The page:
## Convergence and Divergence of Improper Integrals Consider a function f(x) which exhibits a Type I or Type II behavior on the interval [a,b] (in other words, the integral is improper). We saw before that the this integral is defined as a limit. Therefore we have two cases:

1
the limit exists (and is a number), in this case we say that the improper integral is convergent;
2
the limit does not exist or it is infinite, then we say that the improper integral is divergent.

If the improper integral is split into a sum of improper integrals (because f(x) presents more than one improper behavior on [a,b]), then the integral converges if and only if any single improper integral is convergent.

Example. Consider the function on [0,1]. We have Therefore the improper integral converges if and only if the improper integrals are convergent. In other words, if one of these integrals is divergent, the integral will be divergent.

The p-integrals Consider the function (where p > 0) for . Looking at this function closely we see that f(x) presents an improper behavior at 0 and only. In order to discuss convergence or divergence of we need to study the two improper integrals We have and For both limits, we need to evaluate the indefinite integral We have two cases:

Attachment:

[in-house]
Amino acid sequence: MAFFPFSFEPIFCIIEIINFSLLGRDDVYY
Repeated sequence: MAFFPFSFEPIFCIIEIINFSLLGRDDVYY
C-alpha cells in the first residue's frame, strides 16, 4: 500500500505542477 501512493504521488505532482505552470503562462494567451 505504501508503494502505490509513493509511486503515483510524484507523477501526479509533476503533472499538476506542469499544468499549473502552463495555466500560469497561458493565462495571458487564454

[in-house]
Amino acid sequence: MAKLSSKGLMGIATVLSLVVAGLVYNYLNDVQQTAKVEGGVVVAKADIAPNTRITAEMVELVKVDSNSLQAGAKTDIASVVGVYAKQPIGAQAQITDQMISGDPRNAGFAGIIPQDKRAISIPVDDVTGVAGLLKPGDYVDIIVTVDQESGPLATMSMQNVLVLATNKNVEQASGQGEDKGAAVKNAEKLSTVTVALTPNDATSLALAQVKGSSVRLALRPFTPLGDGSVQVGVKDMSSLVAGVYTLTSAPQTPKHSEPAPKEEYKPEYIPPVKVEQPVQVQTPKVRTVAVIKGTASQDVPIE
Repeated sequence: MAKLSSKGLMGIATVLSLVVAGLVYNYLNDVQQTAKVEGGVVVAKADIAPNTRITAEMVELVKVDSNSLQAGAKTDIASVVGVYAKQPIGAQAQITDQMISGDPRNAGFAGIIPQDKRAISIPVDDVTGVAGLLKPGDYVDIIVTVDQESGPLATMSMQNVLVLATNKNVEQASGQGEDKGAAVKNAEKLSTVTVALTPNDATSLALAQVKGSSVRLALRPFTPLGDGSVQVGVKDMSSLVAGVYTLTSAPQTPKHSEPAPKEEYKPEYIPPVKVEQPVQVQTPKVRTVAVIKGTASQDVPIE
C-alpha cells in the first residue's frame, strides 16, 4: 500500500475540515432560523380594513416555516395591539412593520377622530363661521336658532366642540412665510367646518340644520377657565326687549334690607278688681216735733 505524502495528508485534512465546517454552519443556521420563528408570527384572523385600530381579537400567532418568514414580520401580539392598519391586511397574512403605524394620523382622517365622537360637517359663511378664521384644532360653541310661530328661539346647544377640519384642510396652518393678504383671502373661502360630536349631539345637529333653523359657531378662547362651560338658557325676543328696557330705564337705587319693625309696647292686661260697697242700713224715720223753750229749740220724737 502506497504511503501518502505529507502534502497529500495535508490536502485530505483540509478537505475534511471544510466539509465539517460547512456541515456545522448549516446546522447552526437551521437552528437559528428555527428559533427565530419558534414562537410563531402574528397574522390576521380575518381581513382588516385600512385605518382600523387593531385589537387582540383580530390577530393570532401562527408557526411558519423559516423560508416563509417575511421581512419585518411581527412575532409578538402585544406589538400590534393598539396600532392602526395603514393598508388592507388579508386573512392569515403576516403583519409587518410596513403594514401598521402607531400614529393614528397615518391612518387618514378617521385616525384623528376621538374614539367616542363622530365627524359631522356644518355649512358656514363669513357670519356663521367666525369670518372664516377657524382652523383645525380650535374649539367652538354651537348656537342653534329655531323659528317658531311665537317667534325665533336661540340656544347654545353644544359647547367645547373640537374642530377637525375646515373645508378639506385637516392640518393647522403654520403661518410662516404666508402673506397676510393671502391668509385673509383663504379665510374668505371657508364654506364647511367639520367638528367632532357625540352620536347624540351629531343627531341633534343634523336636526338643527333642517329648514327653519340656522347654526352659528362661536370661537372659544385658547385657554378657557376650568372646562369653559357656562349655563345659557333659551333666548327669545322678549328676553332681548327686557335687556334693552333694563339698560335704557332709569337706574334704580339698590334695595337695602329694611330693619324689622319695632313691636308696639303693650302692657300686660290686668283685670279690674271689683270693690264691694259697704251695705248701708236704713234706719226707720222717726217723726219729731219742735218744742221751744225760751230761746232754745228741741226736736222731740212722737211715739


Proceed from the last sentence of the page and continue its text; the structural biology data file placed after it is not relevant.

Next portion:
if p=1, then we have if , then we have In order to decide on convergence or divergence of the above two improper integrals, we need to consider the cases: p<1, p=1 and p >1. If p <1, then we have and  If p=1, then we have and  If p > 1, we have and The p-Test: Regardless of the value of the number p, the improper integral is always divergent. Moreover, we have  is convergent if and only if p <1  is convergent if and only if p >1

In the next pages, we will see how some easy tests will help in deciding whether an improper integral is convergent or divergent. [Geometry] [Algebra] [Differential Equations]
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Do you need more help? Please post your question on our S.O.S. Mathematics CyberBoard. Mohamed A. Khamsi
Tue Dec 3 17:39:00 MST 1996